Wed 30 October 2013 | -- (permalink)
As I've spent more and more time writing code and analyzing data over the past few years, it's become increasingly obvious that developing a good, comfortable workflow is really important. Having a less-than-ideal step somewhere in your workflow is one of those situations where you don't even notice you have a problem until somebody fixes it for you and you're like "wow...that just totally rocked my world."
In that spirit, I thought I'd share some of the world-rocking software, settings, or concepts that I (or more likely, my friends) have introduced into my workflow over the past few months.
Having a text editor you're happy with is really important, productivity-wise. My favorite is Sublime Text, because (a) it's pretty, (b) there is almost no learning curve, and (c) if you can write Python, you can write extensions for it and make it do pretty much whatever you want. My favorite extension is Enhanced-R, which lets you run R code interactively in the Terminal from Sublime (and provides some other cool features). I actually use my own version of this plugin, which is a bit more stripped-down but lets you run code from Sublime interactively in a REPL in any language. I also like rmate, which lets me use my local Sublime build to edit files on my department's computing cluster. I wrote more about editors a few months ago.
definitely use SizeUp
SizeUp is like...pure awesomeness. It provides keyboard shortcuts to make the current window exactly full screen, half screen, or quarter screen, and to switch between monitors if you're in to that kind of thing. It's super nice for, say, lining up Sublime and the Terminal while you're coding. (Be careful if you're using Mavericks. Also, fun fact: window-resizing functionality was built in to Windows 7).
type, don't click
Keyboard shortcuts, keyboard shortcuts, keyboard shortcuts. Spending a little time immersed in hacker culture will teach you that people that spend the majority of their day coding barely use the mouse at all - it's slower and easier to make mistakes. So I've gotten familiar with Chrome keyboard shortcuts, Gmail keyboard shortcuts, and OSX keyboard shortcuts -- they're there because they're efficient. Use them! You can also customize the keyboard shortcuts for most software on a Mac: here's the how-to! My favorite custom one basically just shortened the "move to next tab" keystroke sequence for Sublime, Terminal, and Chrome.
speed up that keyboard
Another tiny tweak that I swear has increased my productivity by like, at least 5%: Go to System Preferences --> Keyboard, set Key Repeat to the fastest speed and Delay Until Repeat to the shortest time. It's magic.
keep up with the blogosphere
Digg Reader has eased my grief over losing Google Reader as an RSS tool. I don't think Digg has become as popular as (say) Feedly, but I tried Feedly and didn't like it as much as Digg Reader. This just gets back to the main message: don't get complacent in your setup; it's worth it to put in the time to find something that works for you. So...find some blogs you like, and read them productively!
I recently consolidated my official school website and my nerd blog (which I used to host on Wordpress) into this site, and I'm so happy I did that. For this setup, I use Pelican to generate the site and I host on GitHub Pages. Pelican lets you write posts in Markdown, which is super easy to write and is more flexible than the Wordpress setup. It's especially great if you ever want to integrate code snippets into your posts. GitHub Pages is awesome because, well, it's free web hosting, and lots of site generators (like Pelican) have built-in support for it. I bought alyssafrazee.com from Namecheap.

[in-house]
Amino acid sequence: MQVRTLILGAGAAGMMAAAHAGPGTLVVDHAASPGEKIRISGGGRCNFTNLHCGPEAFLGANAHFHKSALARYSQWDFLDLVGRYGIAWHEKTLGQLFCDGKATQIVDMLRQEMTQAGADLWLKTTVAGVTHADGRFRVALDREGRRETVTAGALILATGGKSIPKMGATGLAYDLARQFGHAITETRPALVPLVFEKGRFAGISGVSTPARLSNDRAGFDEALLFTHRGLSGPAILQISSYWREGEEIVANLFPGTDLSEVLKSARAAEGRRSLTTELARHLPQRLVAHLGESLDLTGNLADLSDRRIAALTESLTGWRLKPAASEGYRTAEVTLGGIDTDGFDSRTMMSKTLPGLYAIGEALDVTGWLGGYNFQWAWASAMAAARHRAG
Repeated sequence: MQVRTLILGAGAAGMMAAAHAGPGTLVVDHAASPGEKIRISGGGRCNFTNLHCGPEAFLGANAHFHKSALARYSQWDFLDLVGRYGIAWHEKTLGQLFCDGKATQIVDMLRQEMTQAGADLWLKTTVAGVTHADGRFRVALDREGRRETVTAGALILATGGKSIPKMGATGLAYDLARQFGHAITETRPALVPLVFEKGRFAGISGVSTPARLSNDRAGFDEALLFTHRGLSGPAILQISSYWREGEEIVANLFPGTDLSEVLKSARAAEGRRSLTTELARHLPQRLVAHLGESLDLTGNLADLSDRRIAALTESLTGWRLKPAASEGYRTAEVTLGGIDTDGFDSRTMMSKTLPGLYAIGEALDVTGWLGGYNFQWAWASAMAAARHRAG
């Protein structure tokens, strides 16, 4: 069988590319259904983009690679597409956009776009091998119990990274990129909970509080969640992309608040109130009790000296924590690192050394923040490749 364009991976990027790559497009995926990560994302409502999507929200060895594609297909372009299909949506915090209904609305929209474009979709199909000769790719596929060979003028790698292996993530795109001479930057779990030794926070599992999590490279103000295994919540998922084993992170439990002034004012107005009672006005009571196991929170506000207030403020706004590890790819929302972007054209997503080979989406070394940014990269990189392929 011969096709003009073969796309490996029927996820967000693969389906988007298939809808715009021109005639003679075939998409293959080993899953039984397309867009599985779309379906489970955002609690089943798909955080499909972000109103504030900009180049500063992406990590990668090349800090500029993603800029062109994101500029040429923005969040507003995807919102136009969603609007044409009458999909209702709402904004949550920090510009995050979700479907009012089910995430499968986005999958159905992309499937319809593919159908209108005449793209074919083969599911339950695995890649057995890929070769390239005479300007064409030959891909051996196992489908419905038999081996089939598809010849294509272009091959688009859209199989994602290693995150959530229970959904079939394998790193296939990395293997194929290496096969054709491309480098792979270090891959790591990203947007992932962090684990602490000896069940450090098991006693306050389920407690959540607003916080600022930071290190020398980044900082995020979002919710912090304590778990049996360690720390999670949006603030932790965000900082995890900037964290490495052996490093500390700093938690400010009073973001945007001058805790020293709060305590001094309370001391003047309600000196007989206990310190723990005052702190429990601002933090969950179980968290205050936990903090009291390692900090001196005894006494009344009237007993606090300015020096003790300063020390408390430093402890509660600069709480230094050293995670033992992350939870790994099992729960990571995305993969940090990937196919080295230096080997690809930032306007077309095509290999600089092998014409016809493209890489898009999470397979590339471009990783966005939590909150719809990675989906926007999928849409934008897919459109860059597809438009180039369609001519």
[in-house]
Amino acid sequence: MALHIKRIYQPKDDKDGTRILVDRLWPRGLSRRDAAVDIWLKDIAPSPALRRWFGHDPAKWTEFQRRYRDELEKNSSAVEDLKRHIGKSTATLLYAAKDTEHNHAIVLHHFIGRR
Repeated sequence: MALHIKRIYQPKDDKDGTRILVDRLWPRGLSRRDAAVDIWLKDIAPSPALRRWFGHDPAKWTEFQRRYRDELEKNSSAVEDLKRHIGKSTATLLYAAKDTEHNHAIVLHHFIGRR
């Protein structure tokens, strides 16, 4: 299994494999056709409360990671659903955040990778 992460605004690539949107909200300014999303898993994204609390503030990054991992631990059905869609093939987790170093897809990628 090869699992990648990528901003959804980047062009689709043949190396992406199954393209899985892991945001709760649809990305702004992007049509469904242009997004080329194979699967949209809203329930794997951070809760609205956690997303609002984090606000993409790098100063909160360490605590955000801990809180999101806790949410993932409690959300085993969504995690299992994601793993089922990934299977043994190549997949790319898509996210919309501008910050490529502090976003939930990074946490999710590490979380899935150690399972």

Also, I've been asked a couple times in the past few weeks how you can justify spending time blogging during a PhD (or beyond, or when you're a full-time dev...), which is a totally reasonable question, since blogging takes up a surprising amount of time. I think there are several good reasons: to develop your voice as a writer, to practice technical writing (ask for feedback!), to share cool stuff you've learned, to strengthen your online presence...the list goes on. Here's a post that implores developers to blog more because other developers want to know what you (yes, YOU) think. (fair warning: contains profanity). The author makes a great point: it doesn't matter if you have a big readership or not. Your post about how you solved that super annoying bug six months ago could be invaluable to your colleague when she has the same problem tomorrow - just send her the link. A few of us in our department get together weekly to talk about blogging, which is really fun because we can get feedback from each other, and the discussion usually turns to technical issues that are important but not directly related to the research any of us are doing. It's really awesome. So to sum up: you should blog, even if you think you don't have anything to say. I know that's not directly related to workflow, but it's been a huge positive change I've made in my working life, so I thought I'd discuss it :)
These are little changes that have made my work easier. Would love feedback or suggestions or stories about times where a piece of software or a workflow change made your life better. I still haven't set up comments on this blog (they'd have to be Disqus...) but feel free to email me!